The 2¢ Review: Super Smash Bros. 3DS

Once again Nintendo's leading characters step back into the arena. (Nintendo)
It’s been over six years since the last entry in the series, but a new Super Smash Bros. has finally arrived. It’s just a little unfortunate that it happened to land on the Nintendo 3DS first. Now before fans start crying out “Let’s settle this in Smash!”, take into consideration that the Super Smash Bros. series has for the last four entries been a home console title where large screens, durable controllers, and a couch offered the ideal setup for an evening of mascot pummeling pandemonium.

Character outlines were added to help players keep track of
their location midst the chaos. (Nintendo)
The 3DS, being the portable unit it is, is arguably not exactly the preferred platform for the chaotic gameplay of a Smash Bros. title. It’s biggest, if not obvious concern, comes from the limitations of the screen size. As the action picks up and the camera pulls back, it can be difficult to keep track of characters, not to mention items lying on the ground. And then there’s that little issue with broken circle pads from players “smashing” a bit too hard. These two minor gripes aside, it’s still a new Super Smash Bros. game, and it’s portable – and that’s all sorts of awesome.

Even if you don't count the characters skins,
SSB 3DS has an amazing roster. 
Super Smash Bros. 3DS, or SSB4, is an absolutely incredible and all-around fun game.  A series not just known for its quirkiness and outright silliness, but it’s unique and chaotic fighting mechanics, has been packed into an “on-the-go” version. And “packed” is the best way one could describe it. Before you even begin playing, SSB4 already boasts in impressive roster, selectable stages, and gameplay modes with plenty more to unlock.  There is also an absurd amount of ways to customize the look, moves, and stats of both your personal Mii fighter and selectable characters.

The single player experience has plenty to choose from with returning modes such as “Classic”, “All-Star”, and “Classic Smash”, as well as several mini-games. Alongside these is the new “Smash Run” mode which throws players into a labyrinth-type arena, defeating various enemies and grabbing stat boosts before squaring off against three other opponents in a variety of showdown matches. It unfortunately pales in comparison to the amazing “Subspace Emissary” game mode from SSB Brawl (which sadly did not return), and as such passes off as a rather lackluster addition to the series.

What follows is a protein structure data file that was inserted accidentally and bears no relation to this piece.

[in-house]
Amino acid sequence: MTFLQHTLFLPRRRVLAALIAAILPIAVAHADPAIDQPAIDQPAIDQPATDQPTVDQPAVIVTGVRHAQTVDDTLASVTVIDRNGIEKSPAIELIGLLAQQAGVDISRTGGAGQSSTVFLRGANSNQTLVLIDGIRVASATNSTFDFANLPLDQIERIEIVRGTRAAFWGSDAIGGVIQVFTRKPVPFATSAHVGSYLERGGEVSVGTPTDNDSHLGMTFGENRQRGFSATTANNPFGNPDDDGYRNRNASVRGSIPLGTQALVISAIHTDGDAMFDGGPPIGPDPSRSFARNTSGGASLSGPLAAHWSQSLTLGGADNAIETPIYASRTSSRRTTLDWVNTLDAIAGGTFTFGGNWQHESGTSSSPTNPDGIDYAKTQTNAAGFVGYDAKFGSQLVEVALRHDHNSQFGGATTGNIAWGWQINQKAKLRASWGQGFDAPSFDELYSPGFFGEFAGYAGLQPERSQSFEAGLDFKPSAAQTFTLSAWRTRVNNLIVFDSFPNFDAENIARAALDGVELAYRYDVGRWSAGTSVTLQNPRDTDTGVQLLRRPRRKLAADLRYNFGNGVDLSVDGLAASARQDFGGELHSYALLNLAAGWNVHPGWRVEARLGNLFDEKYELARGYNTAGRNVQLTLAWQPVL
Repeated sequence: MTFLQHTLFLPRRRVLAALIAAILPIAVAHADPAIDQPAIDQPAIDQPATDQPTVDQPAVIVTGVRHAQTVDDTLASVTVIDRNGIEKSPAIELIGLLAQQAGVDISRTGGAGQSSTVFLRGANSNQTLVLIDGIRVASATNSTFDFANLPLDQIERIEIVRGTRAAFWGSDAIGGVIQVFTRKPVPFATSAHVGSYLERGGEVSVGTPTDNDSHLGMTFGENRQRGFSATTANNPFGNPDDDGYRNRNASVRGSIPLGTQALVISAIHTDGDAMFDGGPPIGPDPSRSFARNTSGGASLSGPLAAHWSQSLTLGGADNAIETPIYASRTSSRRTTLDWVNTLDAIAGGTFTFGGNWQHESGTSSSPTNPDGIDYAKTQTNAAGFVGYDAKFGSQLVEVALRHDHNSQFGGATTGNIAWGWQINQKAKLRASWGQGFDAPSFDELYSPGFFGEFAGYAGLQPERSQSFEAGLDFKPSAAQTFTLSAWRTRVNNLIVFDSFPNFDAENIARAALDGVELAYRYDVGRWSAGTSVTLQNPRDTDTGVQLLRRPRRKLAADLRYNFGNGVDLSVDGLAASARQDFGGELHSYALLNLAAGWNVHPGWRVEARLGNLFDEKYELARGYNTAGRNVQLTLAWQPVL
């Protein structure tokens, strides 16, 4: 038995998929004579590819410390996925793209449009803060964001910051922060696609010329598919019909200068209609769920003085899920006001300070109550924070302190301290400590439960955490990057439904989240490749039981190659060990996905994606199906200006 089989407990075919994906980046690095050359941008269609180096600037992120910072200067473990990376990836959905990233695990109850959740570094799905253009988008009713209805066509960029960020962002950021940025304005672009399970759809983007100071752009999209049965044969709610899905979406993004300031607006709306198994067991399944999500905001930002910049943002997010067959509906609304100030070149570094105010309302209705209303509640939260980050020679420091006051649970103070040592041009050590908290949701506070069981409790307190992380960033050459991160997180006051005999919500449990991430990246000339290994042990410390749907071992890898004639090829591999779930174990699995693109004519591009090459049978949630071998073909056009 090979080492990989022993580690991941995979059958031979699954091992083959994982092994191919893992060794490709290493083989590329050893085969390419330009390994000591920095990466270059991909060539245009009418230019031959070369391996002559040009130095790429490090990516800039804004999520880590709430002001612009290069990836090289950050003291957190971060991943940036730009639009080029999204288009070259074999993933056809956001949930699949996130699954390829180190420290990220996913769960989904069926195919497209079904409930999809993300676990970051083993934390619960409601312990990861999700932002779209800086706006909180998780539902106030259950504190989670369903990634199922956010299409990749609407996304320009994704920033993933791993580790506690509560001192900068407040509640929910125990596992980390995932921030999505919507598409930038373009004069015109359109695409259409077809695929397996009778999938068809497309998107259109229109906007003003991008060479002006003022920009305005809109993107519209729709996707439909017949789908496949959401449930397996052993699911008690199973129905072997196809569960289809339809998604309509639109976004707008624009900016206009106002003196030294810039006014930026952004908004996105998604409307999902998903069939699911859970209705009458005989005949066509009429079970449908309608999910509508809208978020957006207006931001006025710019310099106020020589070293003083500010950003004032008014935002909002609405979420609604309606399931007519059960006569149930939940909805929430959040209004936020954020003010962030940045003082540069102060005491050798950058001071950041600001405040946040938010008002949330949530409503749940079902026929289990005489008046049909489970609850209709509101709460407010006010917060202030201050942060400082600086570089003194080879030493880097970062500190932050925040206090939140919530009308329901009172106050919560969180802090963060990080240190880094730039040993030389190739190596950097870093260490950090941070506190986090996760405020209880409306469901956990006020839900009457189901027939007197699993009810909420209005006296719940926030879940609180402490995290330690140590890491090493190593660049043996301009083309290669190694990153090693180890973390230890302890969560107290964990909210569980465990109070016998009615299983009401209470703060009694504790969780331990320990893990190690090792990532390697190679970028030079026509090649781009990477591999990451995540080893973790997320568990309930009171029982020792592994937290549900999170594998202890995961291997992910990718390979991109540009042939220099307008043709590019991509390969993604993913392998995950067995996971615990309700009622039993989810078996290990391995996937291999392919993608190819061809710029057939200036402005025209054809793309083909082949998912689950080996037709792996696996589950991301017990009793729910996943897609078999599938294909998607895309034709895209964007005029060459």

There’s also plenty of multiplayer mayhem to be had, provided you are able to grab a solid network connection. Often online matches were generally hampered by lag during review, which unfortunately killed the experience. But those matches that did have a solid connection played with all the frantic mayhem as any Friday evening spent with four friends sitting around the TV charged up on energy drinks for a little 4-player Smash Bros. mayhem.

Import and customize your Mii for the style you play best! (Nintendo)
So, amidst the hundreds of collectable smash trophies, my 2¢: 

Super Smash Bros. 3DS is a fantastic entry into the series. Despite a few minor gripes, it’s everything the Smash Bros. fan would want in a Smash Bros. game and some; just in a portable version. That being said, it’s hard to ignore the feeling that SSB 3DS is simply filler until the full-size Wii U version is released later this year. Those seeking a more traditional Smash Bros. experience may want to hold off until the Wii U version releases in November. But for the die-hard fans or for those where the 3DS is your only option, you’ll definitely want to add this game to your collection. 

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